How Sunsets Get Their Colour by Abby Sue

It is a beautiful summer night and you are standing outside waiting for the sun to set. The wind blows across your skin leaving ripples of little hairs sticking straight up. The smell of fresh cut grass wakens your spirit as you lie on a hill beneath a large oak tree. Suddenly the sky becomes a vivid neon orange and the clouds, brighter than the sky, look like mirrors. Hues of pink and red abruptly break into the orange making the sky a plethora of warm colours. The cumulus clouds change colour and become almost iridescent. You wonder, "Why does this happen? Why are sunsets so colourful and clouds so unique?"

The sky behaves this way because of the light rays from the sun and the earthís atmosphere. Firstly, the sun is made up of pure white light. On earth we see the sun as yellow during the day and orange or red during sunset because of scattering, but if you were in space the sun would be white because there is no atmosphere to block itís rayís paths. Scattering occurs because the earth has an atmosphere.

Earthís atmosphere is made up of seventy-eight percent nitrogen gas and twenty-one percent oxygen gas. Argon and water, either in the form of vapor, droplets, or ice crystals, make up the rest of the atmosphere. In addition, many small particles inhabit the atmosphere such as dust, ashes and soot, pollen, and salt. The earthís atmosphere gets increasingly denser the closer one gets to earth. It is because of these pollutants and the density of the atmosphere that make the sky different colours.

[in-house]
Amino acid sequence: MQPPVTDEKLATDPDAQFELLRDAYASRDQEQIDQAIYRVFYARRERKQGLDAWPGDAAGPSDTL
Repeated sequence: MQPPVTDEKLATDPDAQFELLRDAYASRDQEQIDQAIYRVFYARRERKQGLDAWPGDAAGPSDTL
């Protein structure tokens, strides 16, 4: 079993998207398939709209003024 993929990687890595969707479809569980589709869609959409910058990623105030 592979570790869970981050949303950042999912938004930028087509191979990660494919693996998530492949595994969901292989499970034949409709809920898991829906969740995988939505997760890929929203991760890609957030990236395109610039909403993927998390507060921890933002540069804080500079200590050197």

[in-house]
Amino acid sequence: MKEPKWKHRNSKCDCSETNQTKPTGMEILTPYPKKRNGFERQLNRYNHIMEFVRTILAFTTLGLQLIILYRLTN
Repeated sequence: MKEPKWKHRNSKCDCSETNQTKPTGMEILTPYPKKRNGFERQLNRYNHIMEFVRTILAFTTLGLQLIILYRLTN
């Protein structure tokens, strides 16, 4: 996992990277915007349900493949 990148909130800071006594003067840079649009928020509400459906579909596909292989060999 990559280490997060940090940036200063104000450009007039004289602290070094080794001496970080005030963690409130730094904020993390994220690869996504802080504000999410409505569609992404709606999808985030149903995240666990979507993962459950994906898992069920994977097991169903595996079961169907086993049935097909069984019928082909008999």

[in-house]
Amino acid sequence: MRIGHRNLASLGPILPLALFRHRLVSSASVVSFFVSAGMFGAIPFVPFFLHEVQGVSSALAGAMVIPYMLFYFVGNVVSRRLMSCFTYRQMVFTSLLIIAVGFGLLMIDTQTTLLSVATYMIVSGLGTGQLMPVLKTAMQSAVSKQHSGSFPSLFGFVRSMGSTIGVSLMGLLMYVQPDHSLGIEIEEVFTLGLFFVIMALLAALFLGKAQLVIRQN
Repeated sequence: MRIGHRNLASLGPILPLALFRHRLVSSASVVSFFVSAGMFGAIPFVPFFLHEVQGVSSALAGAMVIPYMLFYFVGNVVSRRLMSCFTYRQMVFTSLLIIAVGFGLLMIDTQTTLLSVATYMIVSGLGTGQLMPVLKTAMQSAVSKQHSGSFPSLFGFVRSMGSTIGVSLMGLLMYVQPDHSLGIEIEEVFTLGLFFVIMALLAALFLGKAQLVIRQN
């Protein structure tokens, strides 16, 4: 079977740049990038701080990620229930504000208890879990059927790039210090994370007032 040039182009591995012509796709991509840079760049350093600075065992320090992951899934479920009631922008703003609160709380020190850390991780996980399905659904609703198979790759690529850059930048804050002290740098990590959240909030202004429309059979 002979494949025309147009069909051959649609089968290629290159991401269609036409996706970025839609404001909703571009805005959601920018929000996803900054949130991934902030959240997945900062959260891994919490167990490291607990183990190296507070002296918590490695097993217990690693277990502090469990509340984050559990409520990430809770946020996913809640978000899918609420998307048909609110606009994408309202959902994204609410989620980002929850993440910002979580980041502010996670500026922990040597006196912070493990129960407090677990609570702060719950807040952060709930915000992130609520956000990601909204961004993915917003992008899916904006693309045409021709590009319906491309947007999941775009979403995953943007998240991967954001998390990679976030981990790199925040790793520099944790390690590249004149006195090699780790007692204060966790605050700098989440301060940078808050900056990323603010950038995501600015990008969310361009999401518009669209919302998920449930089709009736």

Pure white light, which the sun is made of, consists of the colours: red, orange, yellow, green, blue, indigo, and violet. Light travels in wavelengths at a certain frequency. Wavelengths are the lengths between the crests of each the waves and frequencies are the numbers of waves per second. Red travels at the lowest frequency and has the longest wavelength, where as blue has the fastest frequency and the shortest wavelength.

Light, in space, travels in a straight line. When light from the sun hits the earthís atmosphere it continues to go straight until it bumps into something, such as dust or water particles. All different colours are affected differently and all can be absorbed, but higher frequencies, such as blue, are absorbed more often than lower frequencies, such as red. This is called Rayleigh scattering, named after Lord John Rayleigh, an English physicist who first described it in the 1870ís.

The sky is blue during the daytime because of Rayleigh scattering. The blue, because of itís shorter wavelength, bumps into gas molecules that are very tiny, and are then absorbed by them. The blue light is then radiated everywhere, and the sky is blue. Red and orange light is not absorbed because their wavelengths are long and tend not to bump into small gas particles. As one looks at the horizon during the day time, it looks white. That is because it takes a longer time for the blue light to hit your eye, thereby passing through more air and the light gets scattered in more directions.


As the sun moves down toward the horizon at the end of the day, the light it emits takes a longer time to get to your eye. Because of the longer time the shorter wavelengths are now scattered and only the long wavelengths of red and orange can reach you. When there are a lot of dust or water particles in the air, that is when the sky is the most extraordinary. This is because rays of light are continuously hitting dust and water molecules and being absorbed and reflected.

One can see that the sun is a very interesting character. It can make the sky the brightest blue during the daytime and the most chilling reds at night. Sunsets are different all over the world because of different weather conditions and how much dust is in the air. For example, if one viewed the sky close to a volcano the sky would be a deep red. In addition the closer one is to the sun, the more different and vibrant the sunset. This is because the closer one is to the sun, the longer it would take for the sunís rays to get to the spot at sunset.